Eastern equine encephalitis virus (EEEV) produces the most severe human arboviral diseases in the United States, with mortality rates of 30%-70%. Vasculitis associated with microhemorrhages in the brain dominates the pathological picture in fatal human eastern equine encephalitis, and neuronal cell death is detectable during the late stage of the disease. We describe use of the golden hamster to study EEEV-induced acute vasculitis and encephalitis. In hamsters, EEEV replicates in visceral organs, produces viremia, and penetrates the brain. The pathological manifestations and antigen distribution in the brain of a hamster are similar to those described in human cases of EEEV.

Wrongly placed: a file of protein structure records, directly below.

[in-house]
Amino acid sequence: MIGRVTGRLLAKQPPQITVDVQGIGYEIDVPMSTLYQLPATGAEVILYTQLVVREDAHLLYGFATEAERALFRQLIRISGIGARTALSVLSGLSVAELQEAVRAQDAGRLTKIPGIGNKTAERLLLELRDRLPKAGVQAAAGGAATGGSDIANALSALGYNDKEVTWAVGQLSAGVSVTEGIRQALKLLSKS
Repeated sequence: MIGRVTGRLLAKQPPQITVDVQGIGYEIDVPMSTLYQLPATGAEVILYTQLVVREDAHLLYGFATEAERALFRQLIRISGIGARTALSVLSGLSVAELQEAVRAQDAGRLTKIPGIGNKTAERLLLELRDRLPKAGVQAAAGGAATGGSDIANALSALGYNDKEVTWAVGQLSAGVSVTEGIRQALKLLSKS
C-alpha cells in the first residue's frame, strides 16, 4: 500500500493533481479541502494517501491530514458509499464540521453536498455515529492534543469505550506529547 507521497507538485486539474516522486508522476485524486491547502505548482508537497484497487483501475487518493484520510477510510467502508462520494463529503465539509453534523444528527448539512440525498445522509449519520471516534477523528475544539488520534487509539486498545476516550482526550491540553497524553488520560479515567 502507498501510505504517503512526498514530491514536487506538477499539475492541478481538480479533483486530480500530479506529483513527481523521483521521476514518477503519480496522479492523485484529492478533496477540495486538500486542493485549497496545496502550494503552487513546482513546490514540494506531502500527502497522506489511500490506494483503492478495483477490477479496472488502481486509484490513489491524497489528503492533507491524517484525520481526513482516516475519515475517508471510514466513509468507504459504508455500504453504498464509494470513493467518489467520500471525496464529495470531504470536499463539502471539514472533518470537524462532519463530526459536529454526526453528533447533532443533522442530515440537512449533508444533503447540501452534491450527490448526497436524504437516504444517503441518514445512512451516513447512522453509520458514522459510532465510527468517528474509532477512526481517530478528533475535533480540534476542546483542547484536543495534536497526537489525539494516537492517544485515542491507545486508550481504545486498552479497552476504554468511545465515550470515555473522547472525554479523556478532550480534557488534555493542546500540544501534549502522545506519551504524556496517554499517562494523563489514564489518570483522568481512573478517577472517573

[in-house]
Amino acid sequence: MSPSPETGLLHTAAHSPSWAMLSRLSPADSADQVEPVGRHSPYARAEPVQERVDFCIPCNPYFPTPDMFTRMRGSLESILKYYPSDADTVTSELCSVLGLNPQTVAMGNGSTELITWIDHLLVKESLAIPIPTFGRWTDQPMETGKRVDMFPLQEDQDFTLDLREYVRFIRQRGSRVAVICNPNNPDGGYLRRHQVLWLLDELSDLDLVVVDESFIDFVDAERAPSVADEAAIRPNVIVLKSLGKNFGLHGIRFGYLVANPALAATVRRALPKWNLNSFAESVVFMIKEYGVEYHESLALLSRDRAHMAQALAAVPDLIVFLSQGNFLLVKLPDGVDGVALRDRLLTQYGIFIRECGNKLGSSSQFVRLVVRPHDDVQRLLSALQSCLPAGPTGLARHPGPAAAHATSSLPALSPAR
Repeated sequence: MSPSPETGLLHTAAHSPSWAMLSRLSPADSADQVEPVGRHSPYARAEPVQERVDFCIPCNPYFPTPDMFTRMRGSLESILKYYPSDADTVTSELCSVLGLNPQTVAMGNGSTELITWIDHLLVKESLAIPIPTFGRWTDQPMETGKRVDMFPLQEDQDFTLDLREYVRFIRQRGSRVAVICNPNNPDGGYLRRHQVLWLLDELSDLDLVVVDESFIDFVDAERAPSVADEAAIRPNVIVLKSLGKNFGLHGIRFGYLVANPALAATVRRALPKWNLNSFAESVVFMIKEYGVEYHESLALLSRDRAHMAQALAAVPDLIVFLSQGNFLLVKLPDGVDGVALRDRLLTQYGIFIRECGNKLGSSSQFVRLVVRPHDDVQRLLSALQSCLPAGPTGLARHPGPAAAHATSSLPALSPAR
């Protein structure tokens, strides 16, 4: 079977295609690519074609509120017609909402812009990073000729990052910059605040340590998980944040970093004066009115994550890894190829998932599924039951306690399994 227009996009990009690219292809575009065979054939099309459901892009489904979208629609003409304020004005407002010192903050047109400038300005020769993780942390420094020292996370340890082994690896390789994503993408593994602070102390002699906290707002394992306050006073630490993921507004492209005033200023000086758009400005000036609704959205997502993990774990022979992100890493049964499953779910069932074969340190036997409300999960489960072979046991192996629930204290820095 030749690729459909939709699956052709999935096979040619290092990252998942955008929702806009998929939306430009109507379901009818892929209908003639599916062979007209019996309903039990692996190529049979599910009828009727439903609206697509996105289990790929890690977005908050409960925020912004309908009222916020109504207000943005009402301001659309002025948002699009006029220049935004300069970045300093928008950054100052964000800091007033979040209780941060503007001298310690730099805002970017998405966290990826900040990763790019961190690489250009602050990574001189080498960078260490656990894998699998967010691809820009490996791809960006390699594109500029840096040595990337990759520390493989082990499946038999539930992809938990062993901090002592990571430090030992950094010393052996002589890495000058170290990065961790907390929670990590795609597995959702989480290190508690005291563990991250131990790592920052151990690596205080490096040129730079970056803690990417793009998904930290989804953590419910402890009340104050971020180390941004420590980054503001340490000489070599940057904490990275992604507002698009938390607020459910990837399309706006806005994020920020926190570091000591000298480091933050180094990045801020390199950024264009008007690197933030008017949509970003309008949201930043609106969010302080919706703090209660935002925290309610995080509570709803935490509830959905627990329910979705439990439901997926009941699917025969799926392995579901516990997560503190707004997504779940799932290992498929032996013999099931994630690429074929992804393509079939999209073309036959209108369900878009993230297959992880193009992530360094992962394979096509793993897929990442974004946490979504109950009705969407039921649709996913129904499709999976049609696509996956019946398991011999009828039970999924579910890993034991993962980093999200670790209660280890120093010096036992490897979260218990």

ASJC Scopus subject areas
- Public Health, Environmental and Occupational Health